I, like many people, have minor hallucinations when I'm tired or stressed. Nothing big, just flashes in the corners of my eyes and thought-I-saws in the shadows.

Sometimes those minor hallucinations are people. Not threatening people or dangerous people, just people, minding their own business. Actually, that's phrased wrong. Sometimes nearly 100% of those hallucinations are people; sometimes nearly 0%. It's very binary.

I think I've figured out one of the determining factors. Yesterday I spent all day at work talking. I argued and tried to convince and figured out and explained and asked and laid out and worked through and generally spent my whole day in small-group or 1-on-1 active communication. Then I went to a small-group event in the evening with interesting people and had active and lively communication. By the time I went home, there were people in every fencepost and pool of shadow.

When I was about ten, my family gave me a kit for making balloon animals. It had an instruction book, a hand-pump, and a bunch of long thin balloons. I loved that kit and I spent most of the day playing with it. When I went to bed that night, I could still feel the smooth curved pressure and the almost-squeaks of balloon-twisting in my hands. My pattern-matching brain had been trained to expect the tactility of balloons.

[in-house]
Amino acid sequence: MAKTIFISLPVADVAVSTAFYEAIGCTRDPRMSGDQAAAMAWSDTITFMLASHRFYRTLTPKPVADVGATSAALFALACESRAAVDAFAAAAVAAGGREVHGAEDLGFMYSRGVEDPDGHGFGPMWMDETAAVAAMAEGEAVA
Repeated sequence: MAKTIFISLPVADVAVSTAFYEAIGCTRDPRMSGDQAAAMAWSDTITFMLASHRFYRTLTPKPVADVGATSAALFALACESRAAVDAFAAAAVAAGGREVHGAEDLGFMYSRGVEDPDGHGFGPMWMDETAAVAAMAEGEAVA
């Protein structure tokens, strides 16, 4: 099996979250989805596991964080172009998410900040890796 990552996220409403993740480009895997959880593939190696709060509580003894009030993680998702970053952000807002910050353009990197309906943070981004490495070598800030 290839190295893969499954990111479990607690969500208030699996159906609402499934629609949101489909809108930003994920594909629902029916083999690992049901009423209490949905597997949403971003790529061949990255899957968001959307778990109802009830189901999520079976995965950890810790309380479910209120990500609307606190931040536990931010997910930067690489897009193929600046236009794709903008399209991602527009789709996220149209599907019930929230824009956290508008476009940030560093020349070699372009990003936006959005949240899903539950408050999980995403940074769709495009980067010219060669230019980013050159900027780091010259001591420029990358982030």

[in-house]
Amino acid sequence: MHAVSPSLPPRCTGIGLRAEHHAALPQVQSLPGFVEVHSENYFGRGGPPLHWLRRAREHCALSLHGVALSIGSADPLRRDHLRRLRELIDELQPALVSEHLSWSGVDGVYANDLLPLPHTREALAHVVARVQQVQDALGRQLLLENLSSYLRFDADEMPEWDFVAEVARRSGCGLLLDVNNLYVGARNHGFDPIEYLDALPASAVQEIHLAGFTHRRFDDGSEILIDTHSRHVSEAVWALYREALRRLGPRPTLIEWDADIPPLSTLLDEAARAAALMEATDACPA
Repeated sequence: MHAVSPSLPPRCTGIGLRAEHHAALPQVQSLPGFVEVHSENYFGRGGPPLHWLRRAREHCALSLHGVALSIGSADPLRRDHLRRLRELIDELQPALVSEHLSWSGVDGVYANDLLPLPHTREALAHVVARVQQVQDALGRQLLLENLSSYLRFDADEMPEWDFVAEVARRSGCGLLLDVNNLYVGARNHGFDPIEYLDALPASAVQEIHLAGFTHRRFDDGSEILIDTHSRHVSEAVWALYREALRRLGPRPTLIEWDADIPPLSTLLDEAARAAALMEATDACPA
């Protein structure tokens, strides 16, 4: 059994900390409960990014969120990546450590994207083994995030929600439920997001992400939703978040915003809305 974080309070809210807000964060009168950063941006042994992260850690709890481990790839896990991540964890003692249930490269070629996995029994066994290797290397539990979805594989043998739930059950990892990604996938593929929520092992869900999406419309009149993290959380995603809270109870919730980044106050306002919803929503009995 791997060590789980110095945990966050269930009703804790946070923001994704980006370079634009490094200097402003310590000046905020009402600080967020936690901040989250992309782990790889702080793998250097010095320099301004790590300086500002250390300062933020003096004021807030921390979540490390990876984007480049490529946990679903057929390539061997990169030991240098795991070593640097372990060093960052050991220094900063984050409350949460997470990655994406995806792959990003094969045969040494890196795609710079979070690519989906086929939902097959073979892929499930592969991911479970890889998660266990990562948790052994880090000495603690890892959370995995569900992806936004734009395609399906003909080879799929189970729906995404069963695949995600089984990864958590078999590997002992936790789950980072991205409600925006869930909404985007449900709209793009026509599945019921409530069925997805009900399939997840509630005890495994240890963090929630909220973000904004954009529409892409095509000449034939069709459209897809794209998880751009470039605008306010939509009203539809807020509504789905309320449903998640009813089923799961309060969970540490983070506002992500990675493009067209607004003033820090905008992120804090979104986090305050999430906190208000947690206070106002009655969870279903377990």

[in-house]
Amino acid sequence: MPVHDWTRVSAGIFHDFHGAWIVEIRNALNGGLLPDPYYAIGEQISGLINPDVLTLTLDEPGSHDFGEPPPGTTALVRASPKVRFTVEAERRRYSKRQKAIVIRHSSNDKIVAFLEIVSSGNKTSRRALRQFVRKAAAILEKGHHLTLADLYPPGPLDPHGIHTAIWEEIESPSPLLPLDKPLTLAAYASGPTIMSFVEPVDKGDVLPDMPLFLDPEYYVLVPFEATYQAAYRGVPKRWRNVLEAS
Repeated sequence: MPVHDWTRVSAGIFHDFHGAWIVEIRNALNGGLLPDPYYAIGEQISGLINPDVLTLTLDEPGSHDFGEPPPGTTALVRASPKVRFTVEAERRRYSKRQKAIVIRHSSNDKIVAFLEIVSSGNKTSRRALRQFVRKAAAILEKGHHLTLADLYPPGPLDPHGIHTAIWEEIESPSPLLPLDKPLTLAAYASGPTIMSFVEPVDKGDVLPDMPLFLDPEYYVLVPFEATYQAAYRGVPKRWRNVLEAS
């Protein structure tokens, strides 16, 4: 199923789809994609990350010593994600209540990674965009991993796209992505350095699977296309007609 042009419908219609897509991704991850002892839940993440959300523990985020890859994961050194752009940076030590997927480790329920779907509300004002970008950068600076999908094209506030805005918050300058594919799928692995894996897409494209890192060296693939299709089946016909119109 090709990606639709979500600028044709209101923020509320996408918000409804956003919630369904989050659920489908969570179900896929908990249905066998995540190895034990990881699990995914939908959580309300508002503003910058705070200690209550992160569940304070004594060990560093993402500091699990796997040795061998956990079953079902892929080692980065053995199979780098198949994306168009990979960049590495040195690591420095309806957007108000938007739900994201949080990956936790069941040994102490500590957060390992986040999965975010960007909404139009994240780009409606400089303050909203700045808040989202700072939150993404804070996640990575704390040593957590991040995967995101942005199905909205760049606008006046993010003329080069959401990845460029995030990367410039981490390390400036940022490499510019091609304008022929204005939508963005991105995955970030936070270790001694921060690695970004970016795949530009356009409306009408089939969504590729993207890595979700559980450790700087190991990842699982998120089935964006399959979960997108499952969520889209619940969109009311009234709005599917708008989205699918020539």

I think the people-based hallucinations may be caused by a similar mechanism: if I spend much of my waking attention focused on people, then the lazy pattern-matcher in my brain will continue to overlay people on all of its interpretations. Then, when it's reaching for ridiculously under-informed snap judgements (which is what my hallucinations seem to all be), it knows what to fill in. People, people, people.



June 2014

891011 121314
151617 18192021


RSS Atom

Page Summary

Style Credit

Expand Cut Tags

No cut tags